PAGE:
Most deck stains are also sealers. I have not used a product that was not both a deck stain and sealer combined. However, in further research thier are some exterior stains that are not sealers and therefore need sealing as an added step.
How many coats of stain should a deck get in order to seal properly?
This depends on the manufacturer of the stain. For example, with Olympic, they typically recommend one "thin" coat. However, with solid hide stain, they usually recommend a second coat within hours of the first application. Regardless, we follow all the stain manufacturer's directions.
It is supposed to rain on the day that Deck Resurrect is scheduled to come. Should we postpone the appointment?
This is not necessary, as we can still power wash in the rain. However, if the rain is exceptionally heavy it is best to reschedule. Obviously, no staining can be done if there is a certainty of rain in the forecast.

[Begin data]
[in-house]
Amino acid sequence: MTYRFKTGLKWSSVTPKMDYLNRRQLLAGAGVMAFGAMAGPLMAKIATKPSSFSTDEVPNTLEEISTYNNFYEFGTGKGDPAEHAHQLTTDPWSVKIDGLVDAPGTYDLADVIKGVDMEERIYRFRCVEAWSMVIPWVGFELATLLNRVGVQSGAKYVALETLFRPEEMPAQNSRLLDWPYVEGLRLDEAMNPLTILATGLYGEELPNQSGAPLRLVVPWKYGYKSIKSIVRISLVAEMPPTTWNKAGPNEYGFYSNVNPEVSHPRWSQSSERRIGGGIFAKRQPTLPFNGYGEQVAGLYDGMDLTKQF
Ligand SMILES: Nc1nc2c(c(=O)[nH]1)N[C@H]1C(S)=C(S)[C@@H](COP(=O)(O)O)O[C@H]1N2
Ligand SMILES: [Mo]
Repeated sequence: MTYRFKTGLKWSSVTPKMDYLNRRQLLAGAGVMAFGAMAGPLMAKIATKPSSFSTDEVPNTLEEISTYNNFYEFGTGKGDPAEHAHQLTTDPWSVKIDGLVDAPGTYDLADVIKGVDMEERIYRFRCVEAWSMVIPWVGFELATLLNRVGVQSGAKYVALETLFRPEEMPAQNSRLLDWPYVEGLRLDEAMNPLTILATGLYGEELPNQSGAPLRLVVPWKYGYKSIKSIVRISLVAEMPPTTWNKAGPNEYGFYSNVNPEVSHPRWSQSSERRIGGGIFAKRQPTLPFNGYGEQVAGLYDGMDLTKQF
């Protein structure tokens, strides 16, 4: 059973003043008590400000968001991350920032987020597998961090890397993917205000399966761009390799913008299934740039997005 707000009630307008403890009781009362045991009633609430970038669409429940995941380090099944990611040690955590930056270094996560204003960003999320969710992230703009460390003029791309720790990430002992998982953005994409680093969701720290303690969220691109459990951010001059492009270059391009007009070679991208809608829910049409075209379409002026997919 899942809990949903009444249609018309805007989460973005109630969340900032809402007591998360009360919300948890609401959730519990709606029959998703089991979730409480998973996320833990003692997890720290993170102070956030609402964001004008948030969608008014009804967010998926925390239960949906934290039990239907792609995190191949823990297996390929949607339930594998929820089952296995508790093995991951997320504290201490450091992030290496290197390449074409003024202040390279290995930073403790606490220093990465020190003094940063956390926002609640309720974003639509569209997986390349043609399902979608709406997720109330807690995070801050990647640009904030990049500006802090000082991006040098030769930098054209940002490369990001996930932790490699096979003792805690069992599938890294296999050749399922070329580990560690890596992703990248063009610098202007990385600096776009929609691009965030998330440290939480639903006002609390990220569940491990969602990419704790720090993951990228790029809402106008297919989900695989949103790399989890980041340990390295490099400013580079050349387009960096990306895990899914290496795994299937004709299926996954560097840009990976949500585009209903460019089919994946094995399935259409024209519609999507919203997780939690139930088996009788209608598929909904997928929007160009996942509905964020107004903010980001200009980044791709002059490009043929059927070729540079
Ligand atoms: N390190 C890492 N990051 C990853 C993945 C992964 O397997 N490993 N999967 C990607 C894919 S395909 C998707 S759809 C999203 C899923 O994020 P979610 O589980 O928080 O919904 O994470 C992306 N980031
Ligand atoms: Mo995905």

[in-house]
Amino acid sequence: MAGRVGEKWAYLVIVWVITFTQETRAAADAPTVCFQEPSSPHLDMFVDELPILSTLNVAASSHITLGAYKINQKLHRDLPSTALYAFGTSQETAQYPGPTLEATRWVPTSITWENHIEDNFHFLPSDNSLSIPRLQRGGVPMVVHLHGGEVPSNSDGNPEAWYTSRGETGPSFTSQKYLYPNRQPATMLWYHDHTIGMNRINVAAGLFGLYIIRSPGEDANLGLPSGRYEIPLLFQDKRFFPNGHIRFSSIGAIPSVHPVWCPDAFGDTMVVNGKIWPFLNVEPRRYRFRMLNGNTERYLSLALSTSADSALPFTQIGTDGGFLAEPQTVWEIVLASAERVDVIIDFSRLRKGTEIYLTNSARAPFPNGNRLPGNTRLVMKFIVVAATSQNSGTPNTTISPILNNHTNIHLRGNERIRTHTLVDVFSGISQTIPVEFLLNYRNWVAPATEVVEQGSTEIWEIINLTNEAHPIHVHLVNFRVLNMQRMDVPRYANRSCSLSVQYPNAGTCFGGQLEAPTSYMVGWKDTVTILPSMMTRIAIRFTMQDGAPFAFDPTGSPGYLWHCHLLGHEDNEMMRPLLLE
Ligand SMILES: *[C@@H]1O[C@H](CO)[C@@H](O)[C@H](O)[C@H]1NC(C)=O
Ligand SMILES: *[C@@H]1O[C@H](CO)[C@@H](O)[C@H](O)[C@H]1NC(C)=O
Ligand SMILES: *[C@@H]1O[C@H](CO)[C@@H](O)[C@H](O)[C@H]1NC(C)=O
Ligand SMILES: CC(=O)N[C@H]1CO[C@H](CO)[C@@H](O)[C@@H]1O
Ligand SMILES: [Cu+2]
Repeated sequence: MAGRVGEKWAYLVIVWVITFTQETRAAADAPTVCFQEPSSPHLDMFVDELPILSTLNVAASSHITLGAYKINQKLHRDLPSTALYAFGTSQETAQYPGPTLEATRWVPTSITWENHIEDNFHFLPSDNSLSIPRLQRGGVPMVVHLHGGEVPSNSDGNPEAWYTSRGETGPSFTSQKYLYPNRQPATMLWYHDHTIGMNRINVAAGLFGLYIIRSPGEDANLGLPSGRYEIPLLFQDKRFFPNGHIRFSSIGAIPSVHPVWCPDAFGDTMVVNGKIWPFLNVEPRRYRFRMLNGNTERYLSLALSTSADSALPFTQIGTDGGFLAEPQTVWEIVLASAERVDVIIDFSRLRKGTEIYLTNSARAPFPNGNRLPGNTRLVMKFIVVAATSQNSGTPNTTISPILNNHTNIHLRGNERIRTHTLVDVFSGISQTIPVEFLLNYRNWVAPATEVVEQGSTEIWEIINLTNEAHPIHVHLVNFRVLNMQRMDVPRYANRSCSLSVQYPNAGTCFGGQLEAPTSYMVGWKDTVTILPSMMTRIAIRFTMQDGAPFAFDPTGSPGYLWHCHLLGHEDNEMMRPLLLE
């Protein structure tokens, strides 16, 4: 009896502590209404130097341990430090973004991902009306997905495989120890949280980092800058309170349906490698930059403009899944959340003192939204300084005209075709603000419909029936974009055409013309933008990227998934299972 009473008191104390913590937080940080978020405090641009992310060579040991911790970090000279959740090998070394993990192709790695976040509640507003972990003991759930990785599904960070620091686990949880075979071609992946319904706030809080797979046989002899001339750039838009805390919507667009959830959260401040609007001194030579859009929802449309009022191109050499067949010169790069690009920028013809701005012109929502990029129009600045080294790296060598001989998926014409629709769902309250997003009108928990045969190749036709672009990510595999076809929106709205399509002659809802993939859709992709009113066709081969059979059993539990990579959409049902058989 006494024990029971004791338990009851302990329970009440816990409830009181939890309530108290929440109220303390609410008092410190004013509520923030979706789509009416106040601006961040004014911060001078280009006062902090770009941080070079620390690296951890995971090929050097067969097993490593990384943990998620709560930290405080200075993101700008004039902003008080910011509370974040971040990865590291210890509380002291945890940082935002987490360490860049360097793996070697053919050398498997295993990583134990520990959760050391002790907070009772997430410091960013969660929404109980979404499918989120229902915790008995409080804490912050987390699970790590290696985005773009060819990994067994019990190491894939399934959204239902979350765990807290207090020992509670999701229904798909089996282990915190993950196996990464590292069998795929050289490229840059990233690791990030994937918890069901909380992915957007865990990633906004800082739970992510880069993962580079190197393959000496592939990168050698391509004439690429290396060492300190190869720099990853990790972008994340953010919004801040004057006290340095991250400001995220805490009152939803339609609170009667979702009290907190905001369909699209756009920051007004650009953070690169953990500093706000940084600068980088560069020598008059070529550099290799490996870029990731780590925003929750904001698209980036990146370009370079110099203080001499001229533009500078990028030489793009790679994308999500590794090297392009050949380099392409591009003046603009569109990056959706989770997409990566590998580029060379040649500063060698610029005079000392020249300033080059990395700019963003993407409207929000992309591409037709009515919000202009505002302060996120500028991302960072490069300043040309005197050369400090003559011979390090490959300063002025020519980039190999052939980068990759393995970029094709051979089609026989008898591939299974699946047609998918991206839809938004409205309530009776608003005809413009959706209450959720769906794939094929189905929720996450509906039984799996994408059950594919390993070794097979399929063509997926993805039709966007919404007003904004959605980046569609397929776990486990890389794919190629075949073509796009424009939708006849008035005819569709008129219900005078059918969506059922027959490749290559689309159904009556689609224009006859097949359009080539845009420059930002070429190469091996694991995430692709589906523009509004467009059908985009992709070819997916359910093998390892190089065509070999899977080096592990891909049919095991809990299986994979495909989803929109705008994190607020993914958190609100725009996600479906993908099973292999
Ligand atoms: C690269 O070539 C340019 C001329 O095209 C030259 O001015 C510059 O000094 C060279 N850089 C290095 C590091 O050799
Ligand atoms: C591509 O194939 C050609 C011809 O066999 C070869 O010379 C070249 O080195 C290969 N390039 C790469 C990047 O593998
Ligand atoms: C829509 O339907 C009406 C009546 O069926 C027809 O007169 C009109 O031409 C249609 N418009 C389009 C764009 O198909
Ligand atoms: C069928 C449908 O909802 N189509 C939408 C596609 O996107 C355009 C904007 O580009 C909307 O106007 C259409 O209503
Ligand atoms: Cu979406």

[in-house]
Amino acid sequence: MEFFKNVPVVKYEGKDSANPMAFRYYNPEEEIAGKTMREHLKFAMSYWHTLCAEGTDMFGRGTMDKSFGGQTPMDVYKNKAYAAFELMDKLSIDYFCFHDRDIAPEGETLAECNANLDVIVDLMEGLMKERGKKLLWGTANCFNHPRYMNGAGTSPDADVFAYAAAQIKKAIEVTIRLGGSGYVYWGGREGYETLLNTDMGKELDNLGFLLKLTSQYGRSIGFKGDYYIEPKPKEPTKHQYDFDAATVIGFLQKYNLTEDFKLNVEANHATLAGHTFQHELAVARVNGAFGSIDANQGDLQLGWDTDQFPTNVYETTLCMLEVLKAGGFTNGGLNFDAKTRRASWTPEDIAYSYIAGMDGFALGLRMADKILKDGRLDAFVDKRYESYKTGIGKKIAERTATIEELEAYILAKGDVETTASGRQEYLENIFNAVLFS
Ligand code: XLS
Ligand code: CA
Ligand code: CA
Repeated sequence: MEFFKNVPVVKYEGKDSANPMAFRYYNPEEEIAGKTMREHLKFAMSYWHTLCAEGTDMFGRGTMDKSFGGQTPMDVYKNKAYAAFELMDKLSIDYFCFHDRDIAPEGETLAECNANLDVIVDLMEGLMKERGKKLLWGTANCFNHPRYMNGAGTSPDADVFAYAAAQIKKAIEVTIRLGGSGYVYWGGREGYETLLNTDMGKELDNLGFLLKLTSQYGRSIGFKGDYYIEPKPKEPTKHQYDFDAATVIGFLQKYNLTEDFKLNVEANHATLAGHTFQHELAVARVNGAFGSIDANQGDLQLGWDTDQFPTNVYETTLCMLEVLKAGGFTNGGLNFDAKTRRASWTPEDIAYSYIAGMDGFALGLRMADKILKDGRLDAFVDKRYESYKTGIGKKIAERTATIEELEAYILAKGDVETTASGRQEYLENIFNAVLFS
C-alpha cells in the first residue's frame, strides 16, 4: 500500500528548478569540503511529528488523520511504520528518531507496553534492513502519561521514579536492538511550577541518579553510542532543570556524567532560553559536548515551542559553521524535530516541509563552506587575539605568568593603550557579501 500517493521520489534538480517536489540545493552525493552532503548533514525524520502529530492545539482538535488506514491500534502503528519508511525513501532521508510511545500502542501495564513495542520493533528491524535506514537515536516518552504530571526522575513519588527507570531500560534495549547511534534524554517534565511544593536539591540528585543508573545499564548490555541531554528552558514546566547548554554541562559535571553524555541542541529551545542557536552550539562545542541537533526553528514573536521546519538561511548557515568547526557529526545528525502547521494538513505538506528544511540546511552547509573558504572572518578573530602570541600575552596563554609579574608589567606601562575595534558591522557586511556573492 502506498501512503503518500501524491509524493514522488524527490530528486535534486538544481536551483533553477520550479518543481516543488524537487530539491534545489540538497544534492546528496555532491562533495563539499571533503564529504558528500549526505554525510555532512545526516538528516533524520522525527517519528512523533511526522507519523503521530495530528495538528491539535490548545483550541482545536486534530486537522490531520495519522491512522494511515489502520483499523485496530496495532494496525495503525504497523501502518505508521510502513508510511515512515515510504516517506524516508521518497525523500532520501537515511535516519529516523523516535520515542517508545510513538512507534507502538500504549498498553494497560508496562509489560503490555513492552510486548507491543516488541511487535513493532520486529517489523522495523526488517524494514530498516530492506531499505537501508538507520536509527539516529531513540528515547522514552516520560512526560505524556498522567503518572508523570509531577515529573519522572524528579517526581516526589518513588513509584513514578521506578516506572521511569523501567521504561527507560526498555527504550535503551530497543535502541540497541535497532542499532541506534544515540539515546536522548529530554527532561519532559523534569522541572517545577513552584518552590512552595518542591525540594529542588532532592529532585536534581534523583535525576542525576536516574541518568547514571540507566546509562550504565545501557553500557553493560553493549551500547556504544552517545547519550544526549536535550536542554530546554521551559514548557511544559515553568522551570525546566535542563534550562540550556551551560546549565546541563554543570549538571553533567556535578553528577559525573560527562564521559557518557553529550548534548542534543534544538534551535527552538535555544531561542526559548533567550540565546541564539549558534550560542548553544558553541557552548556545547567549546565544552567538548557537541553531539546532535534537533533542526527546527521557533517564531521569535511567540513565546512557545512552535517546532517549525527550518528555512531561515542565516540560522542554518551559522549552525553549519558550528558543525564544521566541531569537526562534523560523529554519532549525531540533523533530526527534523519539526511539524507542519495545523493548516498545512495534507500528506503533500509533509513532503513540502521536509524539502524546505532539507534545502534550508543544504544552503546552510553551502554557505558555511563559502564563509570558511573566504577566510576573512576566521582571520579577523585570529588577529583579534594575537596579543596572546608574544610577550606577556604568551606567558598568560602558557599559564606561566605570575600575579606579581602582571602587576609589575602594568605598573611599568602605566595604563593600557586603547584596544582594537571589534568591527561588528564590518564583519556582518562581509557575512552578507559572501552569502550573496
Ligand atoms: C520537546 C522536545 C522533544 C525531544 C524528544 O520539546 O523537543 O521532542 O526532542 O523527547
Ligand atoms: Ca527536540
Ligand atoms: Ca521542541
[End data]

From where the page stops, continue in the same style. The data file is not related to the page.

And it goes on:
My husband wants to buy a small consumer power washer and clean our deck and house. What do you think of this investment?
Tell him to save the money and take you out to dinner to a really nice place instead; he would still have money left over to buy some other gimmicky gadget. A homeowner who once bought two small power washers never did power wash his deck like he told his wife he would do. His wife then called us. Regardless, the small washer would not have accomplished the job anyway. Just say to him, "Why add to your honey-do-list? Just hire a contractor to do it"! Additionally, those small home-use power washers typically break, because too much heat transfers from the engine to the pump and eventually the pump cooks (the problem is in how they are typically built). The power washers we use are industrial strength and powerful enough to accomplish the job at hand. On the average, the small home-use washers are not much better than a garden hose. In fact, I would prefer the garden hose.
I live in a town home. Are there any discounts for my smaller-sized deck?